Two female suicide bombers blew themselves up on Moscow's subway system as it was jam-packed with rush-hour passengers Monday, killing at least 35 people and wounding 38, the city's mayor and other officials said.
Emergency Ministry spokeswoman Svetlana Chumikova said 23 people were killed in an explosion shortly before 8 a.m. at the Lubyanka station in central Moscow. The station is underneath the building that houses the main offices of the Federal Security Service, or FSB, the KGB's main successor agency.
A second explosion hit the Park Kultury station about 45 minutes later. Chumikova said at least 12 were dead there. The ministry later said 38 people were injured, The Associated Press reported.
According to RIA Novosti, the blasts, described by a police source as "a well-planned terrorist attack," took place in crowded trains as people hurried to work on the first day of the working week.
Russia's top investigator Vladimir Markin said investigation had been launched on terrorism charges and that suicide bombers were suspected of having detonated the devices, each packing the equivalent of up to 2 kg of TNT. A police source told RIA Novosti that both of the bombers were female.
Police with sniffer dogs are carrying out inspections of other stations as the capital remains on high alert. Security has been tightened at the capital's overland train terminals and airports.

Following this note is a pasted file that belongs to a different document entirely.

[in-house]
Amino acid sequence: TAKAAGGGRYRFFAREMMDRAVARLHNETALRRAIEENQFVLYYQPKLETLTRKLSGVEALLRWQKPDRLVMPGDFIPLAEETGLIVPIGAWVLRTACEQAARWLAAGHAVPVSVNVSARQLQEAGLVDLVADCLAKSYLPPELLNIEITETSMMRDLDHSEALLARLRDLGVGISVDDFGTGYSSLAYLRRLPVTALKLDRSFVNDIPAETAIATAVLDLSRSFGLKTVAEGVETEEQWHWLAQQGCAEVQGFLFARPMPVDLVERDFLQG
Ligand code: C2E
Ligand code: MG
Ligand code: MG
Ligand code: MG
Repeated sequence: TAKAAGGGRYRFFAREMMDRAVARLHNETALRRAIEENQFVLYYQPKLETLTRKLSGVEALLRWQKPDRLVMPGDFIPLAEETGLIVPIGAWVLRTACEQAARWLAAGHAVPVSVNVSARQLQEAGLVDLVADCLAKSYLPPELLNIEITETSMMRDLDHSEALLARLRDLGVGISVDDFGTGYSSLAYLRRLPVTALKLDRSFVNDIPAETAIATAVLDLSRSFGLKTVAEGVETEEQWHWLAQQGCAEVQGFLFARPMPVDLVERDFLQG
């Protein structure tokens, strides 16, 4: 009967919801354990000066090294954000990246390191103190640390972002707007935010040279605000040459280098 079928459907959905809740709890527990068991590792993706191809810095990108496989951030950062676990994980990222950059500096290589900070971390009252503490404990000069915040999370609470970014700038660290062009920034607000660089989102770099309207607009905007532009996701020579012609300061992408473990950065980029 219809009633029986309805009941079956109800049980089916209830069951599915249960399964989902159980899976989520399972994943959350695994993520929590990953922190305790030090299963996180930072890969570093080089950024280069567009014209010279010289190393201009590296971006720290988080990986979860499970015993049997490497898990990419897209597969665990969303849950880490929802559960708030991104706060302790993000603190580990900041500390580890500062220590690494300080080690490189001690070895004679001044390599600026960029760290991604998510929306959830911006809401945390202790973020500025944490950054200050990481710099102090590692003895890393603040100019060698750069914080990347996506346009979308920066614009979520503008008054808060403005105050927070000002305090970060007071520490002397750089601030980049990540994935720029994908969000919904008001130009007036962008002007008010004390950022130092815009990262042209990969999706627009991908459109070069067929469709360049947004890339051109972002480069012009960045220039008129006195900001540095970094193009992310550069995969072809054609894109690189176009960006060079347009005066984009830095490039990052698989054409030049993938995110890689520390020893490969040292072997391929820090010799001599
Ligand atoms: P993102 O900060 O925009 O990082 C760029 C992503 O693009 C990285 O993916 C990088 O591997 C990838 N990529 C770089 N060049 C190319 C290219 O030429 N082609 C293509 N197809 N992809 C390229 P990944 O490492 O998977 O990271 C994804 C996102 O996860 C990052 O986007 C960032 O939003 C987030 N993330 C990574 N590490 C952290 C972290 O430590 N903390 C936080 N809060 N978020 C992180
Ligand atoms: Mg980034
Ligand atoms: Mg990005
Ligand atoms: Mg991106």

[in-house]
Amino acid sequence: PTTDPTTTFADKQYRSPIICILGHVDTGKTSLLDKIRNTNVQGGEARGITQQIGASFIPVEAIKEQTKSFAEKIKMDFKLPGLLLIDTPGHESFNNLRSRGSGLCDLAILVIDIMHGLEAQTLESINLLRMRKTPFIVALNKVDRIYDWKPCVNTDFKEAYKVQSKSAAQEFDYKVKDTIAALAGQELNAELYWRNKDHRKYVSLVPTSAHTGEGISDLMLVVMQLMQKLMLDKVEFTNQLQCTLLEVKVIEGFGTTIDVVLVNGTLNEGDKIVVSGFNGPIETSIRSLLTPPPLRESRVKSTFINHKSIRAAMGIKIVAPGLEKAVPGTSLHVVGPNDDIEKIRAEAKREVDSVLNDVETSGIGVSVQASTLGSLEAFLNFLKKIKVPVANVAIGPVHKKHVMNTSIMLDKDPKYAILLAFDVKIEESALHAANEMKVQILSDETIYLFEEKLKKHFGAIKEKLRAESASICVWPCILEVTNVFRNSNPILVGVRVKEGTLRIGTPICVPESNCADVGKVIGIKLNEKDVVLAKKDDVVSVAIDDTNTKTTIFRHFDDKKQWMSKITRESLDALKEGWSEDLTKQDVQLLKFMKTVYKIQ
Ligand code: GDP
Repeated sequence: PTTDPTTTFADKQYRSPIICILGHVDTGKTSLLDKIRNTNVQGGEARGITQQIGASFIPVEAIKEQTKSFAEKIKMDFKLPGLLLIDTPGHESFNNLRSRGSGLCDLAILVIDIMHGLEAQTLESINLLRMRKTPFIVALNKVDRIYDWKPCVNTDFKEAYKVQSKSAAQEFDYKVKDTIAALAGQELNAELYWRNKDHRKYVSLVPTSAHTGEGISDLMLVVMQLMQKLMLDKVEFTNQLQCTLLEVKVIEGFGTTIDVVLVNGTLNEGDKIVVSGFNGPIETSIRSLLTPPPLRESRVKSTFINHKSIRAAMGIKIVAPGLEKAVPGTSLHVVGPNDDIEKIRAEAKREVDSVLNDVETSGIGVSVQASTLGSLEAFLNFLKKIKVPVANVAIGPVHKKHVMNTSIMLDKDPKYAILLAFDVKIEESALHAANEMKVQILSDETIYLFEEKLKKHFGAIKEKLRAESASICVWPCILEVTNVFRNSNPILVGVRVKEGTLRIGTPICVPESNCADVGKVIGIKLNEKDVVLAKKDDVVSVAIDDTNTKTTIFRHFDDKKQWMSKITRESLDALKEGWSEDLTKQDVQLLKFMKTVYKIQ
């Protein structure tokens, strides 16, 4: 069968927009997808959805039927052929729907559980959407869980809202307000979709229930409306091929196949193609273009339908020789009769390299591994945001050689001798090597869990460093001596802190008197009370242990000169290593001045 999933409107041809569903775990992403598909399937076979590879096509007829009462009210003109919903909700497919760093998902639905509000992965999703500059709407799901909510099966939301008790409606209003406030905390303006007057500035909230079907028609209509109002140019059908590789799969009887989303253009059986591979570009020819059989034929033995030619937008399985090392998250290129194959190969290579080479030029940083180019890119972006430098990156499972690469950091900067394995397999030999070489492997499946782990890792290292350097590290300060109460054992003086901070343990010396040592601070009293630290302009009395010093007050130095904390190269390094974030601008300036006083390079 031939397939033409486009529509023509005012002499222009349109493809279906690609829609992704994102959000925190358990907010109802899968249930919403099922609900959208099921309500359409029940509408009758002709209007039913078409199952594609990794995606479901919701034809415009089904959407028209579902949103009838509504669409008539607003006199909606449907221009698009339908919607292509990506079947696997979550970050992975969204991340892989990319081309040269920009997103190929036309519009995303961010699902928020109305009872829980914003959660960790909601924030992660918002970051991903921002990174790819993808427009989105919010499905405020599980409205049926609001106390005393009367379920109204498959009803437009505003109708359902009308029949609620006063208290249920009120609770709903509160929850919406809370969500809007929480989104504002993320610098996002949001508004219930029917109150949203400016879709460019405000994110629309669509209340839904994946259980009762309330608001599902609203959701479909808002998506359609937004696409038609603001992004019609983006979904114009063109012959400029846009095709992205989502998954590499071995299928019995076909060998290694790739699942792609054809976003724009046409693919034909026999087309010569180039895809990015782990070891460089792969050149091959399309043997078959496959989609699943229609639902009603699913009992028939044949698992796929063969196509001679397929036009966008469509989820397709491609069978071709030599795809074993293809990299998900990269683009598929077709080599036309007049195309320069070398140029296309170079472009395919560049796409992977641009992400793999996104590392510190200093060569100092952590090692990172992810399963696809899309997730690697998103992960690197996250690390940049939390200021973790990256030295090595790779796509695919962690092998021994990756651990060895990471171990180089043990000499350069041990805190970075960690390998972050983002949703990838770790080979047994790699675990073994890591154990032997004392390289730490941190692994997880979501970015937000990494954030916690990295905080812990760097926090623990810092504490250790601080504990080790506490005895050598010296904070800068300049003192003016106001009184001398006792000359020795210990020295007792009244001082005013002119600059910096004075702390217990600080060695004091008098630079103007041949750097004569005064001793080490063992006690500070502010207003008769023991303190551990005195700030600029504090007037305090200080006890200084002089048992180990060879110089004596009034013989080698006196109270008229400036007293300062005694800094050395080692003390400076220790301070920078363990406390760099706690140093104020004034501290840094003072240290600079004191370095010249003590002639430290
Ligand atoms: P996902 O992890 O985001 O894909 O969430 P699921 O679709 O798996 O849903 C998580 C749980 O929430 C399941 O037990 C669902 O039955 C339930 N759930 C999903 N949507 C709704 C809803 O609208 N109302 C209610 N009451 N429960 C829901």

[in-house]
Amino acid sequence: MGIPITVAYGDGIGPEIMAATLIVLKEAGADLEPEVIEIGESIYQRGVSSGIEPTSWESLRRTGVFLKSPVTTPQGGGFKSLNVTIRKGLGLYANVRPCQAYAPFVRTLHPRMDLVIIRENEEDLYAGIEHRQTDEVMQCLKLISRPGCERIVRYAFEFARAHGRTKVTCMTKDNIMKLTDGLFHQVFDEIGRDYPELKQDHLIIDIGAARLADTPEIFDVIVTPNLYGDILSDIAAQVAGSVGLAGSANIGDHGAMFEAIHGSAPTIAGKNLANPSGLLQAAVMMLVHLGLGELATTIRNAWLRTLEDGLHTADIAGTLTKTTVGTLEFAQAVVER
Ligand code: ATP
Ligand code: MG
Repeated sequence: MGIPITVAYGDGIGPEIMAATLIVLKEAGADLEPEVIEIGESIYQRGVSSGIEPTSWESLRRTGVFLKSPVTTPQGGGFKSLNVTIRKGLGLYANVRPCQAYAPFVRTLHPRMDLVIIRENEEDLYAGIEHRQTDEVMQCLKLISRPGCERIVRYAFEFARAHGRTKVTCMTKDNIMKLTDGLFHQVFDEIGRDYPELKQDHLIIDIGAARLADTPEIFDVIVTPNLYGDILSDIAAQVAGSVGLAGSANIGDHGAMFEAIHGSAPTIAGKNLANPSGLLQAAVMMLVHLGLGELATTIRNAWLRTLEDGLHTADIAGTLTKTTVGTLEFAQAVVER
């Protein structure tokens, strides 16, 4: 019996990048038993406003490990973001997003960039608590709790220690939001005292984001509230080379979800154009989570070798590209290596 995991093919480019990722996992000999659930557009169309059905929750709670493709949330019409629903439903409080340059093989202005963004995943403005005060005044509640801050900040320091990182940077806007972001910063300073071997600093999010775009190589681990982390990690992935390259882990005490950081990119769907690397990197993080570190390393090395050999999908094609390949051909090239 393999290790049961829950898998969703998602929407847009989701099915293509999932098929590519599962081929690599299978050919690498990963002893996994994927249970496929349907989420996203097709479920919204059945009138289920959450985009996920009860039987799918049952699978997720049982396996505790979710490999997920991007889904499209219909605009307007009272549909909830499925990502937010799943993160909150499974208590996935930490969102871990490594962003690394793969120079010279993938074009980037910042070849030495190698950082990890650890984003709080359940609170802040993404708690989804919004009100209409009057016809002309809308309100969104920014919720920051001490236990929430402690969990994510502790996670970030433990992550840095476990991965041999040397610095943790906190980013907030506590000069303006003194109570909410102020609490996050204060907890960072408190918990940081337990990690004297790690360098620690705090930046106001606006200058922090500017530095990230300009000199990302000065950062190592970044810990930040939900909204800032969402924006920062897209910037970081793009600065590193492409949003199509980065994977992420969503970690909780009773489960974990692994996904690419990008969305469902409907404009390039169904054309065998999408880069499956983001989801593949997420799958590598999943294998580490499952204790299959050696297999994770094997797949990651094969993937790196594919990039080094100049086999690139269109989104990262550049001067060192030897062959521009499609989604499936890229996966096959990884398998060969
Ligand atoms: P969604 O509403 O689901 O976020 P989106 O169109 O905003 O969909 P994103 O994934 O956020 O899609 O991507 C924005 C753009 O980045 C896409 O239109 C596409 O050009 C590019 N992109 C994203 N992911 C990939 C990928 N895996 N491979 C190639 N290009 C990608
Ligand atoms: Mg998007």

With central Moscow at a standstill, the injured are being ferried to hospitals across the capital by helicopter. Police have appealed for calm
Emergencies ministry chief Sergei Shoigu has reported to President Dmitry Medvedev on the ongoing operation.
If terrorism is confirmed as the cause of the blasts, this will be the first major terrorist incident in the Russian capital since autumn 2004, when 90 people died in two plane bombings and 10 people were killed in bomb attack outside a north Moscow metro station. The same series of attacks culminated in the deaths of over 300 people, many of then children, when Chechen terrorists seized a school in Beslan.
A terrorist blast in the Moscow metro in February 2004 killed some 40 people.
The Ukrainian military, who left the territory of the besieged Azovstal steel plant in Mariupol, declared their desire to negotiate